# Nifty features of the ARM architecture

| tagged with
• memory barriers
• ARM
• compilers

While sorting out GHC’s support for architectures with weakly-ordered memory subsystems I peeked at GCC’s lowering of the __sync_bool_compare_and_swap operation [^1] on ARM. This reminded me of a few features of the architecture that I quite like and felt compelled to write about.

My test involved looking at this program,

$cat hi.c #include <stdint.h> int hello(uint32_t *x) { return __sync_bool_compare_and_swap(x, 0, 1); }$ arm-linux-gnueabihf-gcc -c hi.c

This produced the following assembler:

Function prelude:
0:	b480      	push	{r7}
2:	b083      	sub	sp, #12
4:	af00      	add	r7, sp, #0
6:	6078      	str	r0, [r7, #4]
8:	687b      	ldr	r3, [r7, #4]
a:	2201      	movs	r2, #1
Issue full barrier:
c:	f3bf 8f5b 	dmb	ish                  (1)
Load value and claim exclusive access:
10:	e853 1f00 	ldrex	r1, [r3]           (2)
Compare, loop if necessary:
14:	2900      	cmp	r1, #0
16:	d103      	bne.n	20 <hello+0x20>
Store value and possibly cede exclusive access:
18:	e843 2000 	strex	r0, r2, [r3]       (2)
Ensure that store succeeded, loop if necessary:
1c:	2800      	cmp	r0, #0
1e:	d1f7      	bne.n	10 <hello+0x10>
Issue full barrier:
20:	f3bf 8f5b 	dmb	ish                  (1)
Function epilogue:
24:	bf0c      	ite	eq                   (3)
26:	2301      	moveq	r3, #1
28:	2300      	movne	r3, #0
2a:	4618      	mov	r0, r3
2e:	46bd      	mov	sp, r7
30:	f85d 7b04 	ldr.w	r7, [sp], #4
34:	4770      	bx	lr

There are a few things here that I found interesting, parenthesized above and discussed in detail below.

## 1. Partitioned memory barriers

dmb is ARM’s Data Memory Barrier instruction. What is interesting is the options accepted by this instruction:

• SY: Full system barrier
• ST: Store barrier
• ISH: Full barrier within inner shareable domain
• ISHST: Store barrier within inner shareable domain
• NSH: Full barrier out to point of unification
• NSHST: Store barrier out to point of unification
• OSH: Full barrier out to outer shareable domain
• OSHST: Store barrier out to outer shareable domain

The amount of granularity embodied by these options is quite forward-thinking, especially given how much freedom it leaves with the microarchitecture designer:

• inner/outer shareable domain: This allows a large system to be broken into multiple independently-coherent domains. For instance, a large machine may have several paritions, each running its own supervisor (e.g. hypervisor or kernel). The DMB ISH instruction provides an efficient way for a supervisor to issue a barrier within the “system” on which it runs.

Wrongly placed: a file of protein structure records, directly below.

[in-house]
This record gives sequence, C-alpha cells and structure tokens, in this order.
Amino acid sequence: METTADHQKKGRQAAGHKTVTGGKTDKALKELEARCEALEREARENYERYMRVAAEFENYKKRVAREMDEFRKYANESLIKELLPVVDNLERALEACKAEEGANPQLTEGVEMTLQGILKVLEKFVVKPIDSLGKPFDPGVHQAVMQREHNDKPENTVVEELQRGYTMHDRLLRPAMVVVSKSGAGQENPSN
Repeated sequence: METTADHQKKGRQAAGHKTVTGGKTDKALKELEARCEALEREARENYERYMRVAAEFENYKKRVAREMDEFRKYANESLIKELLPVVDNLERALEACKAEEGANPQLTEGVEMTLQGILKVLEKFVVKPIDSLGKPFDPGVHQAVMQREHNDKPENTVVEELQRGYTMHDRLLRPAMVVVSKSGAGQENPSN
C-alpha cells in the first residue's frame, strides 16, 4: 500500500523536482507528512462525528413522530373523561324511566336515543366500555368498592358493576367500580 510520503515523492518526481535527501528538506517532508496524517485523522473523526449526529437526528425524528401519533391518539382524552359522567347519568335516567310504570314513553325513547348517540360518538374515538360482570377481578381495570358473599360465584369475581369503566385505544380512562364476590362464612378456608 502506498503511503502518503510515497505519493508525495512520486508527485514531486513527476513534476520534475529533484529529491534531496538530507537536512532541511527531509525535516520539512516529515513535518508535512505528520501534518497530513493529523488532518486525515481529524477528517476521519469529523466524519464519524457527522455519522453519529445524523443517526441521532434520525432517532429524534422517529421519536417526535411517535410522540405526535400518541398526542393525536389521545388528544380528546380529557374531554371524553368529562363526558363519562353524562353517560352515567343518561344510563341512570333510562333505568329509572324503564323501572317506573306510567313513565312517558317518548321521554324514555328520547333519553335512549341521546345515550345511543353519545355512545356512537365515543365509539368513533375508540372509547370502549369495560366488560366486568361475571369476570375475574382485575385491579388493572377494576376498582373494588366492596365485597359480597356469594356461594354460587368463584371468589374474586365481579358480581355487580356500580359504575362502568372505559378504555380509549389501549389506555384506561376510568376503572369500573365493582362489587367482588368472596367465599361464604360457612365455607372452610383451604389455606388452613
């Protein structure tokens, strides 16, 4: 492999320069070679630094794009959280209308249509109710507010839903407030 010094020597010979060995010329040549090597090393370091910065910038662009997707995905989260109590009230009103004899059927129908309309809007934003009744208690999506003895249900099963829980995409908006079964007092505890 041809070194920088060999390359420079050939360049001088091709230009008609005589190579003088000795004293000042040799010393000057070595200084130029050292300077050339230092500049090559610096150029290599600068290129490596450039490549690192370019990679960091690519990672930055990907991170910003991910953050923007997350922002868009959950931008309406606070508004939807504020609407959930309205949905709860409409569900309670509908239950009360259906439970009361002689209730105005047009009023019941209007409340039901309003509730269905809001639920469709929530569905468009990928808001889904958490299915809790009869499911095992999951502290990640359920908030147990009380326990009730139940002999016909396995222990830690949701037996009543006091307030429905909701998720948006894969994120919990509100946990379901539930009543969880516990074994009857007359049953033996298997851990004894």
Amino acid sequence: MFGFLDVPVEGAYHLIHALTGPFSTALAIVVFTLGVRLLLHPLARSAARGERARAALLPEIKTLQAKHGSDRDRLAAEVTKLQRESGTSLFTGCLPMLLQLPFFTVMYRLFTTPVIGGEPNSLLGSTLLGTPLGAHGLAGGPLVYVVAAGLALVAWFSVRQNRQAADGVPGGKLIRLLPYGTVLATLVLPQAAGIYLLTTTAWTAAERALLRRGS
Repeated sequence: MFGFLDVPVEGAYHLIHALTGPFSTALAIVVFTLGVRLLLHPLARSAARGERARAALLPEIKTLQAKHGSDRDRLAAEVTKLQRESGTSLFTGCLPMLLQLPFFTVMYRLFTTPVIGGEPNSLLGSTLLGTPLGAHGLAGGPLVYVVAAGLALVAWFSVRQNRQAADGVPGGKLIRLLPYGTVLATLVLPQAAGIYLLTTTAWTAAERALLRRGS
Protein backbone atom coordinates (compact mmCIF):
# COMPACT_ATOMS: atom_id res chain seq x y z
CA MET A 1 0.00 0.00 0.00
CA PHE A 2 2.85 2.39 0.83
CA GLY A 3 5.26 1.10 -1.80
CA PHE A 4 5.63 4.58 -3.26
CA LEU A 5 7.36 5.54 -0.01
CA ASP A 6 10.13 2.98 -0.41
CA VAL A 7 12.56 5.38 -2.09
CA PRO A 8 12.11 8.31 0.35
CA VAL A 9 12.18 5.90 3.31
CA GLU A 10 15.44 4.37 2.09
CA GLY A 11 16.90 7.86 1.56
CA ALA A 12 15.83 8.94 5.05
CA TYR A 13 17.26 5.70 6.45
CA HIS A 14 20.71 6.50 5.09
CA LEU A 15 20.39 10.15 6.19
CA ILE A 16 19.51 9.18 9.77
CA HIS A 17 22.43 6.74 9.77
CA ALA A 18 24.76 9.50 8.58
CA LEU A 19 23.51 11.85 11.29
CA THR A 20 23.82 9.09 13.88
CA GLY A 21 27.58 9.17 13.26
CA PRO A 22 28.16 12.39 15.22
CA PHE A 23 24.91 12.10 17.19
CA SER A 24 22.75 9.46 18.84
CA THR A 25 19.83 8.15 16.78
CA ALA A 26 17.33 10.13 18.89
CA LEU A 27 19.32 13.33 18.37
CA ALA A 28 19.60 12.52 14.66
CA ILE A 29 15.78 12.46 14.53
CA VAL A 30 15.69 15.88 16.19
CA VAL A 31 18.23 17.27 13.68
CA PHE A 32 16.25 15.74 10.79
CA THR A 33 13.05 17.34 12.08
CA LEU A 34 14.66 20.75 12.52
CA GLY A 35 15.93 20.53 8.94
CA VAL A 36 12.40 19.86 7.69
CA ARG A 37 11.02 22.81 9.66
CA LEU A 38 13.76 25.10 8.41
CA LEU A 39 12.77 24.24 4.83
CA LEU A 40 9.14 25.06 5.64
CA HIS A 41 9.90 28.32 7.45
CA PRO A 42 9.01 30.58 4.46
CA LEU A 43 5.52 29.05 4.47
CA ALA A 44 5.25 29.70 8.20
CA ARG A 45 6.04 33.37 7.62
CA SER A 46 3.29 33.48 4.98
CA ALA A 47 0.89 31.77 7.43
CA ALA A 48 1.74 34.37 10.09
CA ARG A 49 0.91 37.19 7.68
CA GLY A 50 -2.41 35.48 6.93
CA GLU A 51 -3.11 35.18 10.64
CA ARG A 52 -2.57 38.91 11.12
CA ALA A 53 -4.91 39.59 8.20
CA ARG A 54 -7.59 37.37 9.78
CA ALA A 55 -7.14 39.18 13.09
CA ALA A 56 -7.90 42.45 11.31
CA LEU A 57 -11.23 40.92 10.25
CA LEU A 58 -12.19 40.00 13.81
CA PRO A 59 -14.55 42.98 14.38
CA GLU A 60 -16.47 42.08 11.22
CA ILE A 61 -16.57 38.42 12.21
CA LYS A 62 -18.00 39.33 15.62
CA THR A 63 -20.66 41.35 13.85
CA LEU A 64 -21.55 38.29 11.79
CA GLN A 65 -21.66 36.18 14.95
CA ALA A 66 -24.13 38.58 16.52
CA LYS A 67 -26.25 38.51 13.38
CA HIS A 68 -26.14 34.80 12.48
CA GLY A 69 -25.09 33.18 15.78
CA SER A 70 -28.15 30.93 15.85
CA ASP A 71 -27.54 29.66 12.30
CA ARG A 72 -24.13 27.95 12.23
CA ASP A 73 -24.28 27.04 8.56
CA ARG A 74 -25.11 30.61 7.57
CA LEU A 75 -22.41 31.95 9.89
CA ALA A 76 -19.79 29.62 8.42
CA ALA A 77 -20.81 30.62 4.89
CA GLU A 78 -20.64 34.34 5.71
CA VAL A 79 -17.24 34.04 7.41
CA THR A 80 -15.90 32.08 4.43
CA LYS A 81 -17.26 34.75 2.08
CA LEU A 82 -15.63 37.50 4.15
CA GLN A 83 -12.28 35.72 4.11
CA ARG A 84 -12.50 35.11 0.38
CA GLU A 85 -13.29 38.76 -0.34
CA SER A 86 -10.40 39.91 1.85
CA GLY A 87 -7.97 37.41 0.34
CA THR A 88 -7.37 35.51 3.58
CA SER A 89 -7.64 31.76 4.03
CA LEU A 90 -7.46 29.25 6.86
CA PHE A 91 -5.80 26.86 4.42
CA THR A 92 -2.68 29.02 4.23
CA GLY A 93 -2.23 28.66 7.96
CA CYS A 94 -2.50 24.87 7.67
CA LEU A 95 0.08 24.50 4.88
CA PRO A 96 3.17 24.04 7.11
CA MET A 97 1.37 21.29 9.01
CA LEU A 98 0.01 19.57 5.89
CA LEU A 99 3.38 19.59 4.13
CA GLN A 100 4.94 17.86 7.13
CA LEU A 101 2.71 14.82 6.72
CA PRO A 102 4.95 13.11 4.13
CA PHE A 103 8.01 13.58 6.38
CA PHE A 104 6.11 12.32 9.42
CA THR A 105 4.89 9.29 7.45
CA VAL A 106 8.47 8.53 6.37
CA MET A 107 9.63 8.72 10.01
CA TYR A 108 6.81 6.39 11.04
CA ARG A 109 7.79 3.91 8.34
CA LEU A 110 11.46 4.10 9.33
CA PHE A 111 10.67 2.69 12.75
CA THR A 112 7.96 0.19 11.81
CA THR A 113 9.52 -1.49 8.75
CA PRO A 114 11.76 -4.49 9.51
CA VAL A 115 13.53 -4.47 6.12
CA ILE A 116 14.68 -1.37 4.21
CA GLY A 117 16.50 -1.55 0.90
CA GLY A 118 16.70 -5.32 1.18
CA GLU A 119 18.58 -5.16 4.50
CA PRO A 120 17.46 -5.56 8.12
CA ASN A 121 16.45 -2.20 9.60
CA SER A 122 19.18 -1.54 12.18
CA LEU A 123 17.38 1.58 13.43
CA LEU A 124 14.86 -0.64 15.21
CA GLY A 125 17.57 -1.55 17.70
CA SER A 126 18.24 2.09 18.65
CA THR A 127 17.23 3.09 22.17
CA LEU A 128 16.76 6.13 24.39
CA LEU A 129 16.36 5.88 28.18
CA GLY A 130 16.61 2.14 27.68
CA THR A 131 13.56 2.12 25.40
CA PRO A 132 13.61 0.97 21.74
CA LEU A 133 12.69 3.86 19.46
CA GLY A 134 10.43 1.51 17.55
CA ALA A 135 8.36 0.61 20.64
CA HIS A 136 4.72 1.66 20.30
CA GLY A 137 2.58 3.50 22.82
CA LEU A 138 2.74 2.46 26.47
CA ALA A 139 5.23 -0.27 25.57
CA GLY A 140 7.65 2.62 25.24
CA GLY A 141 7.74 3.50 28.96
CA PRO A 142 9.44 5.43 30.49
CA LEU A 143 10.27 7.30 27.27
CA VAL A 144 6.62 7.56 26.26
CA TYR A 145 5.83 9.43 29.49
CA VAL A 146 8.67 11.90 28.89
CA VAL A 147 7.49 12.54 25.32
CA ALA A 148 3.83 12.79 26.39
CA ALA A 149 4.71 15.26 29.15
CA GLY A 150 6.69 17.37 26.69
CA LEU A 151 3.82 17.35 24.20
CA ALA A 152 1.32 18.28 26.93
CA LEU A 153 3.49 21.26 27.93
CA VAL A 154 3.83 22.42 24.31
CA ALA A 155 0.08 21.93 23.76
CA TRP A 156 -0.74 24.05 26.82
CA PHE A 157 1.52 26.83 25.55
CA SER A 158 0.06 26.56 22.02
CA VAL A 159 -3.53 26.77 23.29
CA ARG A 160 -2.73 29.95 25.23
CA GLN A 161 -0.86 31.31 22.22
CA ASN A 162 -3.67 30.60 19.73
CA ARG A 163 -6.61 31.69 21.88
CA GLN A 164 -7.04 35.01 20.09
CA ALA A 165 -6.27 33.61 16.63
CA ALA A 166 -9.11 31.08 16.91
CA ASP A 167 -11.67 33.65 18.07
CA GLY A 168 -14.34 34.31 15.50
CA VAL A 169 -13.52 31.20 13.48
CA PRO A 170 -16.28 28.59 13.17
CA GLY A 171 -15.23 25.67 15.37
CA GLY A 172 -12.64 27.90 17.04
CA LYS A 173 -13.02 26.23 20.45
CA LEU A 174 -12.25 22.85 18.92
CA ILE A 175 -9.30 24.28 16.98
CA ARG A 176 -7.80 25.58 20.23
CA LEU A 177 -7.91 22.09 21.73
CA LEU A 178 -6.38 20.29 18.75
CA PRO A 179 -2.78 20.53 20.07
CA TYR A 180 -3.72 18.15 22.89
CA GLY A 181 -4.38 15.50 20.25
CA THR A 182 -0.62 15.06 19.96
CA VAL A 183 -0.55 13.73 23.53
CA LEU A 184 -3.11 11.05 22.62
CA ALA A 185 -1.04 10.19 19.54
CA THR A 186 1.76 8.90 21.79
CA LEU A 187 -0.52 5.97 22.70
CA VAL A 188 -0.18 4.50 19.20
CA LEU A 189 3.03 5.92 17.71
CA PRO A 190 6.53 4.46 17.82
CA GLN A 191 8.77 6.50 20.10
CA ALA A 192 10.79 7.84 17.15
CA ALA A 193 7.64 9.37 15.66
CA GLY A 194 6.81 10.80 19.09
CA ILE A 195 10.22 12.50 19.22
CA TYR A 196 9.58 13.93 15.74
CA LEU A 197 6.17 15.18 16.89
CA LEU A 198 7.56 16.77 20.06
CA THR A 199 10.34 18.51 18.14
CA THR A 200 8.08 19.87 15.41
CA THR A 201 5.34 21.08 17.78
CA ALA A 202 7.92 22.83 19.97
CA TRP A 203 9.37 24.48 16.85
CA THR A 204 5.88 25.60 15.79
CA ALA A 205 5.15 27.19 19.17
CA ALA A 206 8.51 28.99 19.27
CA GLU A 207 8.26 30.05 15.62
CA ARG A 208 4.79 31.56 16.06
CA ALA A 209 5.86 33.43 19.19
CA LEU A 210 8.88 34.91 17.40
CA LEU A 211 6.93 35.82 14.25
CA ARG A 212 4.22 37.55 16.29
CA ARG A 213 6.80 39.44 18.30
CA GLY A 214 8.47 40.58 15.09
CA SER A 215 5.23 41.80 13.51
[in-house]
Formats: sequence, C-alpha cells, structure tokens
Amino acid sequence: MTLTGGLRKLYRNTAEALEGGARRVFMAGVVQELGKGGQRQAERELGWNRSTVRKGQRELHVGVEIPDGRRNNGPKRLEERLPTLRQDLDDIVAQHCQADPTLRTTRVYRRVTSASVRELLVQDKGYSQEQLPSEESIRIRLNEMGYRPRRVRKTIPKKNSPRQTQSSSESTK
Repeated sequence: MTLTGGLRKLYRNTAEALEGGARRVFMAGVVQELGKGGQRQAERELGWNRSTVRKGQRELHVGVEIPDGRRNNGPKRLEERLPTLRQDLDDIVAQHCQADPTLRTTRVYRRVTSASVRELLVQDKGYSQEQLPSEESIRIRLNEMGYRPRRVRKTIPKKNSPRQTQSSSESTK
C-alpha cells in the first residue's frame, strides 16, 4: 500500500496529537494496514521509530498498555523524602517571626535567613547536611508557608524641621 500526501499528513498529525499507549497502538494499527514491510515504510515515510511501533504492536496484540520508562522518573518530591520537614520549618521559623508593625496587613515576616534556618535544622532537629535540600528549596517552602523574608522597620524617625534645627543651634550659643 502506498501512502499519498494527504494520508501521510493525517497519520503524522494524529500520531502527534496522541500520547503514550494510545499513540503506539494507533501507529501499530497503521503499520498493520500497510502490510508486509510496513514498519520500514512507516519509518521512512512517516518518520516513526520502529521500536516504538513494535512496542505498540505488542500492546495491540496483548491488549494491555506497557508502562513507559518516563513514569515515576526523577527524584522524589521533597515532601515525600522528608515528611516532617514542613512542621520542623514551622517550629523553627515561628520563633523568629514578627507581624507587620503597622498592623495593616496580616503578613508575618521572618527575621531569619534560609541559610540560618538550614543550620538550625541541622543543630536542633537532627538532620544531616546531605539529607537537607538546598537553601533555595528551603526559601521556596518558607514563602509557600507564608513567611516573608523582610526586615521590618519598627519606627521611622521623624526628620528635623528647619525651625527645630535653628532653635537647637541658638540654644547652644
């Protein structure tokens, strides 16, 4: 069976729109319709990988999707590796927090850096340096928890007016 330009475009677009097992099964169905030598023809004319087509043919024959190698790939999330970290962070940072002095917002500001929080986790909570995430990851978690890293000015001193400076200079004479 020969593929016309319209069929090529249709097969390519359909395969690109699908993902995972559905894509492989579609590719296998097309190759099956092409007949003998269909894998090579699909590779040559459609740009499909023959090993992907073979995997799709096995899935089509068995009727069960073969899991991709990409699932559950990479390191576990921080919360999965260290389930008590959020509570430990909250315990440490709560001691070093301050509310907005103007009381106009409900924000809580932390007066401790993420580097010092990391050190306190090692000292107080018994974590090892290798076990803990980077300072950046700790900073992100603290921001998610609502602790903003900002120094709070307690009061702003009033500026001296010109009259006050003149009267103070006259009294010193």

• point of unification: This is defined to be the point where the processor’s instruction and data caches are guaranteed to be coherent with its TLB walk logic. This depends upon the system design but is often the L2 cache.

This is handy for implementing JIT compilers and other self-modifying code as it provides a flush mechanism which ensures that code modified by the local core can be executed.

For someone used to IA-32’s rather boring atomic primitives, ARM is a breath of fresh air. IA-32 provides a handful of instructions implementing a selection of atomic operations (e.g. atomic add, subtract, AND, OR, etc.) via the LOCK prefix. By constrast, ARM provides a far more flexible mechanism consisting of two instructions:

• ldrex: This is similar to the typical ldr instruction, loading an address (given in a register) from memory into a destination register. However, it also lays a claim of “exclusive” access to the loaded region (typically a cacheline, I believe).

• strex: This is stores a value from a register to a memory location previously claimed with ldrex. If the value is has changed since the location was claimed then the store is aborted and a failure result is returned.

These collectively provide the necessary pieces for a compare-and-swap operation, but allowing significantly more flexibility over a dedicated CAS instruction. For instance, one might do non-trivial computation on the loaded value before storing an updated value.

## 3. If/then/else instruction

If/then/else flow control is incredibly common in typical programs. ARM has a nifty it instruction which predicates the execution of up to three instructions according to a given condition.

For instance, consider the program:

// Assume:
//   uint64_t x, y, z;
//   uint64_t *p;

if (x == 0) {
p[0] = x;
p[1] = y;
} else {
p[0] = z
}

this can be lowered as the following svelte instruction sequence:

cmp r0, #0         # x == 0?
ittte eq
str r0, [r7]       # p[0] = x;
str r1, [r7, #8]   # p[1] = y;
str r3, [r7]       # p[0] = z;
...

Here the it instruction conditional on the eq condition code and is followed by three condition switches (tte; where t should be read as “then” (the condition holds) and e as “else” (the condition does not hold)). This is a remarkably efficient encoding for this common idiom.

whether the operation implies a full memory barrier. Unfortunately it seems to be a pattern that memory ordering operations are woefully underdocumented despite their subtlety.